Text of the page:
Democratic presidential nominee Joe Biden is on track to become the first presidential candidate to raise $1 billion (Rs7,460 crore) from donors in a single election cycle and a bunch of Indian-Americans may have played an important role in helping him get here.
At least two dozen people from the Indian-American community raised over $100,000 each for Biden and his running mate Kamala Harris, according to a list released on Biden’s website on Nov. 1.
This list includes Silicon Valley entrepreneur Ajay Bhutoria, who has been a top “bundler” (a political fundraiser who collect contributions from donors on behalf of a campaign) for the Democratic Party.
Bhutoria was elected as a Biden delegate earlier this year and serves on the National Finance Committee for Biden. In 2016, Bhutoria was part of the National Finance Committee for Hillary Clinton’s election, raising between $500 to $1 million. This election cycle, he also produced a campaign’s video titled “Chale Chalo, Biden, Harris ko vote do” (Keep moving forward, vote for Biden and Harris) to the tune of popular Hindi film Laagan to reach out to Indian-Americans.
Also featured on Biden’s list is Swadesh Chatterjee, a North Carolina-based leader and activist who was awarded the Padma Bhushan—India’s third-highest civilian honour—in 2001 in the public affairs category for building US-India relations. He played an instrumental role in convincing former president Bill Clinton to lift sanctions on India and led the US-India Friendship Council in 2008 to lobby for the passage of the India-United States Civil Nuclear Agreement under George W. Bush.
Shekhar Narasimhan, founder of super PAC (political action committee) AAPI Victory Fund, which focused on mobilising Asian American and Pacific Islander voters is also on the list, along with Frank Islam, an entrepreneur and philanthropist who migrated to the US as a teenager and went on to become a multi-millionaire.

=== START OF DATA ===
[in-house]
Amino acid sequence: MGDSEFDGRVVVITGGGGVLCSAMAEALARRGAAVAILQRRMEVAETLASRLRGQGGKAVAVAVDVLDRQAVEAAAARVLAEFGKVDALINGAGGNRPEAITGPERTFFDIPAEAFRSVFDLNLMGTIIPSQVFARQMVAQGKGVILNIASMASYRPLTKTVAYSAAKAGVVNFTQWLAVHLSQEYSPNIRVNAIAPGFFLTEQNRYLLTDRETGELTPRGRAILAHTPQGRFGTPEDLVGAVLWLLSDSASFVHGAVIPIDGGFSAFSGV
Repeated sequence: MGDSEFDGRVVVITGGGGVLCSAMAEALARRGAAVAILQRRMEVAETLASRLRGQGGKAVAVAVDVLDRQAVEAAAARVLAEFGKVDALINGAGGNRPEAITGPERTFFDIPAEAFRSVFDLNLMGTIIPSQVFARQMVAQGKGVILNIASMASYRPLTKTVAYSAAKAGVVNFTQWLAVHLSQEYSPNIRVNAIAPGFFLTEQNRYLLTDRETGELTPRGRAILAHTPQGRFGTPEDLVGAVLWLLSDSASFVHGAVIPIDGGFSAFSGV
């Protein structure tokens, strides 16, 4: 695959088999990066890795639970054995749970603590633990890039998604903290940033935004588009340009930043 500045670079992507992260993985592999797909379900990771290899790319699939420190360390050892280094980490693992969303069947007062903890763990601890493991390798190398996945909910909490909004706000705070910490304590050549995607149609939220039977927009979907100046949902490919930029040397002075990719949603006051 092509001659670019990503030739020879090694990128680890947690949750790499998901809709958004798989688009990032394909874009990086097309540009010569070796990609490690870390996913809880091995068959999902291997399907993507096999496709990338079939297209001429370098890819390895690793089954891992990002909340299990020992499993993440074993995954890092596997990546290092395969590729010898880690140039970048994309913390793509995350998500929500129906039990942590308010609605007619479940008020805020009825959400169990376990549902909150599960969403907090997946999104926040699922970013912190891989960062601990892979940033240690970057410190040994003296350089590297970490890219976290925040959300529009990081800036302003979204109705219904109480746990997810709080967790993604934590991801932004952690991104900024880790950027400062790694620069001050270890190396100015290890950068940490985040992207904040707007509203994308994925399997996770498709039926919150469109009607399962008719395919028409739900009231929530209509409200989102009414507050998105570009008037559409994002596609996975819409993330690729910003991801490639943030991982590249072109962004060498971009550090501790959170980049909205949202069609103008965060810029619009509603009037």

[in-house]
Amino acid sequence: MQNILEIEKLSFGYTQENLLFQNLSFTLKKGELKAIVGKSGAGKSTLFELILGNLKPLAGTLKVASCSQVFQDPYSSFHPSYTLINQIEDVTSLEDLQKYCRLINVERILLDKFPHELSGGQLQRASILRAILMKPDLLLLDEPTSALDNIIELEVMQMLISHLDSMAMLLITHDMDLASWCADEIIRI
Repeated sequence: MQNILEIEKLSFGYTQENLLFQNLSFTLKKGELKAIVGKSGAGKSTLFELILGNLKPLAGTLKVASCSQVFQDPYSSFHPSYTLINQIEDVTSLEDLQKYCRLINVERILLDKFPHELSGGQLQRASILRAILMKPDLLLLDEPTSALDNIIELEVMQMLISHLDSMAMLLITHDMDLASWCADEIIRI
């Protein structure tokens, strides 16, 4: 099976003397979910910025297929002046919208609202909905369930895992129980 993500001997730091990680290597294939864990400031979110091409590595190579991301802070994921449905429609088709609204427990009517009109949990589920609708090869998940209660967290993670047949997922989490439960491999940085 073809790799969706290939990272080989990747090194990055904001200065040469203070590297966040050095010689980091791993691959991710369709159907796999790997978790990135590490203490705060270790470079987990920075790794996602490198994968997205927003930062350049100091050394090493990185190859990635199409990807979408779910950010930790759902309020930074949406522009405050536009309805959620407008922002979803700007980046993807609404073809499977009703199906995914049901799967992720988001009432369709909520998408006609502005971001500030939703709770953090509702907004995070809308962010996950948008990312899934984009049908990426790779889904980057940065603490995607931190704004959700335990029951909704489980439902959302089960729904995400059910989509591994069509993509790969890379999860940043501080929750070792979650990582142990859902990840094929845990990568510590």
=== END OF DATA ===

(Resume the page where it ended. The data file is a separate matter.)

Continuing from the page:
A top fundraiser for President Barack Obama’s re-election campaign, Shefali Razdan Duggal, also contributed upwards of $100,000 to Biden’s campaign.
Other notable names in the list include Congresswoman Pramila Jayapal and Netflix’s vice-president of content Bela Bajaria, who had also co-hosted the virtual Hollywood fundraiser headlined by Harris in September.
News reports have pointed that traditional Indian-American Democratic donors like hotel magnate Sant Chatwal are missing from the list. Before pleading guilty to making illegal contributions via straw donors during Clinton’s 2008 presidential campaign, Chatwal was a major fundraiser for Democratic candidates.
The total list of Biden’s deep-pocketed donors has over 800 names and Indian Americans are still just a sliver. “On average, Indian-Americans give more in campaign donations than most Asian Americans,” Islam said. “But we don’t contribute as much as White and Black Americans do. We still have a long way to go—but the good news is, we are heading in the right direction.”
At 4 million, Indian Americans are one of the fastest growing immigrant groups in the US and the second largest immigrant group after Mexicans. They are also among the most educated and affluent lot. Over two-thirds of the group said they’d vote for Biden. And this election, they have poured in more money into politics than ever before, putting their money where their mouth is.